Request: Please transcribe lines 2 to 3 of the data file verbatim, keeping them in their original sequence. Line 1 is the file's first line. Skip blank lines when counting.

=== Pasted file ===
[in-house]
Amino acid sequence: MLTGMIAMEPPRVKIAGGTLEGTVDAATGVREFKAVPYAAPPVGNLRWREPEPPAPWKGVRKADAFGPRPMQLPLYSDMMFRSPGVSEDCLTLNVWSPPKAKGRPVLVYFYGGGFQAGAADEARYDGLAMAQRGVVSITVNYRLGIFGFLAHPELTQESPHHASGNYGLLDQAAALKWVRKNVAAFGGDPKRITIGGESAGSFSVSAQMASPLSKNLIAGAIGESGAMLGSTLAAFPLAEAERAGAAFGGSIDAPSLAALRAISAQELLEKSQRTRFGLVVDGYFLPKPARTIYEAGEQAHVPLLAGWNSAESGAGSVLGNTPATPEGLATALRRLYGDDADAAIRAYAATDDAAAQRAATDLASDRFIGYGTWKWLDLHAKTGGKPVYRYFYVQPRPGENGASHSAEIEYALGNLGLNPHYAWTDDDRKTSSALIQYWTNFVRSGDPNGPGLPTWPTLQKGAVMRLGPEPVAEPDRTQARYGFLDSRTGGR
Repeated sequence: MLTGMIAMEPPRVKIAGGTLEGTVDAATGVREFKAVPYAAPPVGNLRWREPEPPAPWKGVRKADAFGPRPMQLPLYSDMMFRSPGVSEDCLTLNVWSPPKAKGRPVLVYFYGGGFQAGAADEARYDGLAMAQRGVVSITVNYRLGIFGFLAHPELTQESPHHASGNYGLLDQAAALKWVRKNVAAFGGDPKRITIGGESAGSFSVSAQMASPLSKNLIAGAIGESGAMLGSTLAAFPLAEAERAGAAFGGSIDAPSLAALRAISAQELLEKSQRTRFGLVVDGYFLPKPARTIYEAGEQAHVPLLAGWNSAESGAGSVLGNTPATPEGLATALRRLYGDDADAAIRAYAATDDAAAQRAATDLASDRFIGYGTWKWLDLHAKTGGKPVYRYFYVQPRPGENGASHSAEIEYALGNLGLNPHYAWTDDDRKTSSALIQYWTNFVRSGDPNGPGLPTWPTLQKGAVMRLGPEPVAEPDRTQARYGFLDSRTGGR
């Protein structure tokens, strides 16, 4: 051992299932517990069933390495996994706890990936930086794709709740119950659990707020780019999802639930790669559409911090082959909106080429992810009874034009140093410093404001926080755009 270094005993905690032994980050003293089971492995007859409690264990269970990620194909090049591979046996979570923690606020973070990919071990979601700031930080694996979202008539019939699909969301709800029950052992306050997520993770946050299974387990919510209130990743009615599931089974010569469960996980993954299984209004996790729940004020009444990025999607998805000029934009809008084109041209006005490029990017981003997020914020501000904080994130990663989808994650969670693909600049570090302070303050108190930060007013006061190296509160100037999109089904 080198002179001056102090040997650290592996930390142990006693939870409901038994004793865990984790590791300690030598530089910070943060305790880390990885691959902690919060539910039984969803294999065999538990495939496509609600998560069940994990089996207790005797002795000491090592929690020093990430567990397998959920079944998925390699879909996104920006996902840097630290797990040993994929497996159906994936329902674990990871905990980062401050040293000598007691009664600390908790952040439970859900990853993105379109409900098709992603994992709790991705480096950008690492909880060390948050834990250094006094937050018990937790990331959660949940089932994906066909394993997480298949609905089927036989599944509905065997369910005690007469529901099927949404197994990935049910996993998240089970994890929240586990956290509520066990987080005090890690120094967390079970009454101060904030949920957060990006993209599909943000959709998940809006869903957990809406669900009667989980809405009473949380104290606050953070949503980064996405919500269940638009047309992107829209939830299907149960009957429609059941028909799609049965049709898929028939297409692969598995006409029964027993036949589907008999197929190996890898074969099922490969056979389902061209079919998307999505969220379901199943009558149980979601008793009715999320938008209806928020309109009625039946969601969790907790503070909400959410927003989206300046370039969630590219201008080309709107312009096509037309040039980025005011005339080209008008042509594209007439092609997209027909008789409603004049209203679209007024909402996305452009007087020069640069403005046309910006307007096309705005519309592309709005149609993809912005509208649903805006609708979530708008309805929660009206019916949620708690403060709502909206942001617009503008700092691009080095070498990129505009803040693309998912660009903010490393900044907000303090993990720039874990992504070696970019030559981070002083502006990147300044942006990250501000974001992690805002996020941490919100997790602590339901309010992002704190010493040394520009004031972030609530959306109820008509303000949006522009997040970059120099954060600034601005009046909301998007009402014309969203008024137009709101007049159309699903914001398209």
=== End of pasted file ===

Amino acid sequence: MLTGMIAMEPPRVKIAGGTLEGTVDAATGVREFKAVPYAAPPVGNLRWREPEPPAPWKGVRKADAFGPRPMQLPLYSDMMFRSPGVSEDCLTLNVWSPPKAKGRPVLVYFYGGGFQAGAADEARYDGLAMAQRGVVSITVNYRLGIFGFLAHPELTQESPHHASGNYGLLDQAAALKWVRKNVAAFGGDPKRITIGGESAGSFSVSAQMASPLSKNLIAGAIGESGAMLGSTLAAFPLAEAERAGAAFGGSIDAPSLAALRAISAQELLEKSQRTRFGLVVDGYFLPKPARTIYEAGEQAHVPLLAGWNSAESGAGSVLGNTPATPEGLATALRRLYGDDADAAIRAYAATDDAAAQRAATDLASDRFIGYGTWKWLDLHAKTGGKPVYRYFYVQPRPGENGASHSAEIEYALGNLGLNPHYAWTDDDRKTSSALIQYWTNFVRSGDPNGPGLPTWPTLQKGAVMRLGPEPVAEPDRTQARYGFLDSRTGGR
Repeated sequence: MLTGMIAMEPPRVKIAGGTLEGTVDAATGVREFKAVPYAAPPVGNLRWREPEPPAPWKGVRKADAFGPRPMQLPLYSDMMFRSPGVSEDCLTLNVWSPPKAKGRPVLVYFYGGGFQAGAADEARYDGLAMAQRGVVSITVNYRLGIFGFLAHPELTQESPHHASGNYGLLDQAAALKWVRKNVAAFGGDPKRITIGGESAGSFSVSAQMASPLSKNLIAGAIGESGAMLGSTLAAFPLAEAERAGAAFGGSIDAPSLAALRAISAQELLEKSQRTRFGLVVDGYFLPKPARTIYEAGEQAHVPLLAGWNSAESGAGSVLGNTPATPEGLATALRRLYGDDADAAIRAYAATDDAAAQRAATDLASDRFIGYGTWKWLDLHAKTGGKPVYRYFYVQPRPGENGASHSAEIEYALGNLGLNPHYAWTDDDRKTSSALIQYWTNFVRSGDPNGPGLPTWPTLQKGAVMRLGPEPVAEPDRTQARYGFLDSRTGGR